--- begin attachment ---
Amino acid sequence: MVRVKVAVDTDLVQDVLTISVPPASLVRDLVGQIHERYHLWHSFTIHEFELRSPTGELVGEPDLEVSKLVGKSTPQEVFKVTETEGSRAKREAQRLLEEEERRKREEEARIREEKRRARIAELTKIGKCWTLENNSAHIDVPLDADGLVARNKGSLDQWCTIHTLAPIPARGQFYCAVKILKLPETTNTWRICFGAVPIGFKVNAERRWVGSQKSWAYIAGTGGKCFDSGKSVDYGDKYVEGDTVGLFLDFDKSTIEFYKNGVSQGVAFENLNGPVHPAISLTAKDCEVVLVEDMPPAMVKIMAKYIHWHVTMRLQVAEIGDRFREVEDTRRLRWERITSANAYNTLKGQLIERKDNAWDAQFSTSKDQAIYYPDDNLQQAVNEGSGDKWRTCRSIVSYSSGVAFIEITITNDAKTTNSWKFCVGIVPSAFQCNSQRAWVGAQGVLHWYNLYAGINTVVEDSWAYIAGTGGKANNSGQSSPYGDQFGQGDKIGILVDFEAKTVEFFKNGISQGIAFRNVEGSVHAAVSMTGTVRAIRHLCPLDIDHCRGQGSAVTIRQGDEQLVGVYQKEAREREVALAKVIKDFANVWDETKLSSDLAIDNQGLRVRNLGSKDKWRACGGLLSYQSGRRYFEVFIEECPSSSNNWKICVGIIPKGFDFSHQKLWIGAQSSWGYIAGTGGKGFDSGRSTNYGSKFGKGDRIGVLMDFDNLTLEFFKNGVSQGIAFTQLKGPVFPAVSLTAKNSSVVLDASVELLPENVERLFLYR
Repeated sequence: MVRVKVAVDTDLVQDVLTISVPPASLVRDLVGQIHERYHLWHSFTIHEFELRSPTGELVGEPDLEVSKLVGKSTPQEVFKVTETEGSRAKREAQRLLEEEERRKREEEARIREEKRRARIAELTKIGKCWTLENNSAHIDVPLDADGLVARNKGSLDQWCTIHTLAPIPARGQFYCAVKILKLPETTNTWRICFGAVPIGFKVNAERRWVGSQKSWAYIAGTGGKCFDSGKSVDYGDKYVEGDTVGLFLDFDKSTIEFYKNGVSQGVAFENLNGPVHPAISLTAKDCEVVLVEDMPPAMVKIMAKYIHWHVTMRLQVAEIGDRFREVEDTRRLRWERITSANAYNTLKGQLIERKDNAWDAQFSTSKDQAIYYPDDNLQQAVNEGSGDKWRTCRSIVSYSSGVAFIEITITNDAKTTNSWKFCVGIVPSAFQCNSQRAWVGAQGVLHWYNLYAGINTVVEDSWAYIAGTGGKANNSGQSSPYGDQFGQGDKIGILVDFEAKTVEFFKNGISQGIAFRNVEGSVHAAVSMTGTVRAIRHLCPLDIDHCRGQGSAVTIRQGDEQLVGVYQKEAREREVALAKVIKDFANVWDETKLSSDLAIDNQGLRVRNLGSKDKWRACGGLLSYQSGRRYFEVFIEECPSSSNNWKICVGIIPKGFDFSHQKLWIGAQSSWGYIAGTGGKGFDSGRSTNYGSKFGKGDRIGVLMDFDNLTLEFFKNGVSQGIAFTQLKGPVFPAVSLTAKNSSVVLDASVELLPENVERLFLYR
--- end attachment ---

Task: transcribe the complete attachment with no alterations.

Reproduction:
Amino acid sequence: MVRVKVAVDTDLVQDVLTISVPPASLVRDLVGQIHERYHLWHSFTIHEFELRSPTGELVGEPDLEVSKLVGKSTPQEVFKVTETEGSRAKREAQRLLEEEERRKREEEARIREEKRRARIAELTKIGKCWTLENNSAHIDVPLDADGLVARNKGSLDQWCTIHTLAPIPARGQFYCAVKILKLPETTNTWRICFGAVPIGFKVNAERRWVGSQKSWAYIAGTGGKCFDSGKSVDYGDKYVEGDTVGLFLDFDKSTIEFYKNGVSQGVAFENLNGPVHPAISLTAKDCEVVLVEDMPPAMVKIMAKYIHWHVTMRLQVAEIGDRFREVEDTRRLRWERITSANAYNTLKGQLIERKDNAWDAQFSTSKDQAIYYPDDNLQQAVNEGSGDKWRTCRSIVSYSSGVAFIEITITNDAKTTNSWKFCVGIVPSAFQCNSQRAWVGAQGVLHWYNLYAGINTVVEDSWAYIAGTGGKANNSGQSSPYGDQFGQGDKIGILVDFEAKTVEFFKNGISQGIAFRNVEGSVHAAVSMTGTVRAIRHLCPLDIDHCRGQGSAVTIRQGDEQLVGVYQKEAREREVALAKVIKDFANVWDETKLSSDLAIDNQGLRVRNLGSKDKWRACGGLLSYQSGRRYFEVFIEECPSSSNNWKICVGIIPKGFDFSHQKLWIGAQSSWGYIAGTGGKGFDSGRSTNYGSKFGKGDRIGVLMDFDNLTLEFFKNGVSQGIAFTQLKGPVFPAVSLTAKNSSVVLDASVELLPENVERLFLYR
Repeated sequence: MVRVKVAVDTDLVQDVLTISVPPASLVRDLVGQIHERYHLWHSFTIHEFELRSPTGELVGEPDLEVSKLVGKSTPQEVFKVTETEGSRAKREAQRLLEEEERRKREEEARIREEKRRARIAELTKIGKCWTLENNSAHIDVPLDADGLVARNKGSLDQWCTIHTLAPIPARGQFYCAVKILKLPETTNTWRICFGAVPIGFKVNAERRWVGSQKSWAYIAGTGGKCFDSGKSVDYGDKYVEGDTVGLFLDFDKSTIEFYKNGVSQGVAFENLNGPVHPAISLTAKDCEVVLVEDMPPAMVKIMAKYIHWHVTMRLQVAEIGDRFREVEDTRRLRWERITSANAYNTLKGQLIERKDNAWDAQFSTSKDQAIYYPDDNLQQAVNEGSGDKWRTCRSIVSYSSGVAFIEITITNDAKTTNSWKFCVGIVPSAFQCNSQRAWVGAQGVLHWYNLYAGINTVVEDSWAYIAGTGGKANNSGQSSPYGDQFGQGDKIGILVDFEAKTVEFFKNGISQGIAFRNVEGSVHAAVSMTGTVRAIRHLCPLDIDHCRGQGSAVTIRQGDEQLVGVYQKEAREREVALAKVIKDFANVWDETKLSSDLAIDNQGLRVRNLGSKDKWRACGGLLSYQSGRRYFEVFIEECPSSSNNWKICVGIIPKGFDFSHQKLWIGAQSSWGYIAGTGGKGFDSGRSTNYGSKFGKGDRIGVLMDFDNLTLEFFKNGVSQGIAFTQLKGPVFPAVSLTAKNSSVVLDASVELLPENVERLFLYR